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Sick of Roaming Fees? Now Your Carrier Is Hurting Too

Sick of Roaming Fees? Now Your Carrier Is Hurting Too

Saturday, 5 December, 2020 - 05:15

The Covid-19 pandemic has revealed an uncomfortable truth about the telecoms industry: Roaming, that old bugbear of the world traveler, still accounts for a disproportionate amount of profit. It’s an addiction that carriers just aren’t ready to wean themselves off, even as it becomes harder to justify and drives customers to Silicon Valley alternatives.


The 2020 travel hiatus has lost European carriers some 2 billion euros in roaming fees, according to my calculations based on this year’s earnings reports. That might only be about 1% of their total revenue, but in many cases the drop-off has been enough to make the difference between profit growing and shrinking, trimming earnings for some operators by four or five percentage points. It chips away at their contention that new digital tools are making profitability more resilient.


That’s because roaming is significantly more profitable to carriers than standard phone plans. It can generate a more than 50% Ebitda margin, an earnings measure, compared with the typical 35%, Bloomberg Intelligence analyst Erhan Gurses estimates.


It’s a particularly lucrative money-spinner for companies active in the tourist hotspots of southern Europe: the likes of Telecom Italia SpA, Vodafone Group Plc, France’s Orange SA and Spain’s Telefonica SA. Roaming can proportionately account for four times as much revenue for those companies as it does for firms in countries that don’t attract quite as many transatlantic visitors, such as Switzerland’s Sunrise Communications AG and Swisscom AG, or Sweden’s Telia Co. AB.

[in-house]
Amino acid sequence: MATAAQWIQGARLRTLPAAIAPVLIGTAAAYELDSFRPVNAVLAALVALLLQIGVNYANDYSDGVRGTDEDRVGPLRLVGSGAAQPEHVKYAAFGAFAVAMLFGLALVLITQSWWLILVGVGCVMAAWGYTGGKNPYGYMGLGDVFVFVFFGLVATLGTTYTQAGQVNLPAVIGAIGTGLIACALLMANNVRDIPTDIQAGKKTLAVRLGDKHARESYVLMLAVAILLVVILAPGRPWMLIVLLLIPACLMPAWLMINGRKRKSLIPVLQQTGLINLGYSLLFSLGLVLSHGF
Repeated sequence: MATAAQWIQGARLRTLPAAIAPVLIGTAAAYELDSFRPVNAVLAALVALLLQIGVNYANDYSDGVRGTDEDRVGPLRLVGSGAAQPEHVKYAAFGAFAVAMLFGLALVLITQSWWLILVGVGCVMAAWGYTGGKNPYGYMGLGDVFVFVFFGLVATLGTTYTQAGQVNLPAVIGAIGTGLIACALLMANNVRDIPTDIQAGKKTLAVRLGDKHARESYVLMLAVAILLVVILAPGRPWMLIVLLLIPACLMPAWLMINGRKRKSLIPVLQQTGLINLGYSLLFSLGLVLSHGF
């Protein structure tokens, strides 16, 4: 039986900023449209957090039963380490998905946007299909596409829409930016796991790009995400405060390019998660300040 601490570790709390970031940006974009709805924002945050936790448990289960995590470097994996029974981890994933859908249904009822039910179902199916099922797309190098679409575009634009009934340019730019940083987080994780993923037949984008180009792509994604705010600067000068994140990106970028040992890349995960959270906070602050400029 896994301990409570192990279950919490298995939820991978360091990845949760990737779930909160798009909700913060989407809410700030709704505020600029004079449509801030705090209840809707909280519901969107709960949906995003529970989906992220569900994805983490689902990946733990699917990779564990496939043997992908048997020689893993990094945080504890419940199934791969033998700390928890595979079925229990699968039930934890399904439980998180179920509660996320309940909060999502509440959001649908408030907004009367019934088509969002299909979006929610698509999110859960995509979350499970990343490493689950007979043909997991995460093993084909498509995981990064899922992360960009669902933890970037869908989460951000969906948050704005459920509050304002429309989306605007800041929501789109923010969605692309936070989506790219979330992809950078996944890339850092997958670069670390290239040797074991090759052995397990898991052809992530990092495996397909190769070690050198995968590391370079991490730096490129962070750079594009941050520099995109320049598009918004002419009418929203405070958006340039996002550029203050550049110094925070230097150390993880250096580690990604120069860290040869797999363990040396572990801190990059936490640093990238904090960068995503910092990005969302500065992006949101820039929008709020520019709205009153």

And this money is coming in despite the European Union essentially ending roaming charges in 2017 for those from member countries crossing its borders. An Orange customer in France doesn’t have to pay extra to make a call when in Portugal, for instance. The additional income comes from either non-European visitors or from European customers gallivanting around the rest of the world.


A continued penchant for roaming may be shortsighted. The extra fees can push travelers toward alternatives that support wi-fi, such as Apple Inc.’s FaceTime or Facebook Inc.’s WhatsApp Audio, which ultimately encourage consumers to form habits that aren’t in the carriers’ long-term interest.


Continuing roaming also risks agitating regulators, who have persistently complained about it being little more than a cash cow. That’s political goodwill carriers can’t afford to lose as they try to push through more mergers.


Individually, none of these factors — the loss of fee revenue, the rise of wi-fi alternatives and an irked antitrust police — is a deal breaker for telecoms. Cumulatively, they present a risk.


Still, intercontinental roaming charges are unlikely to disappear any time soon. US regulators have little incentive to stop AT&T Inc., for example, from charging exorbitant carry fees to a European carrier whose customers are on holiday in Las Vegas or doing business in the Bay Area. The kind of multilateral agreements needed to put an end to the practice would be hard to come by.


For now, carriers need a vaccine rollout for global travel to resume and for roaming fees to help them return to growth. But the impact such a small fraction of their operations has had on earnings is disconcerting.


Bloomberg


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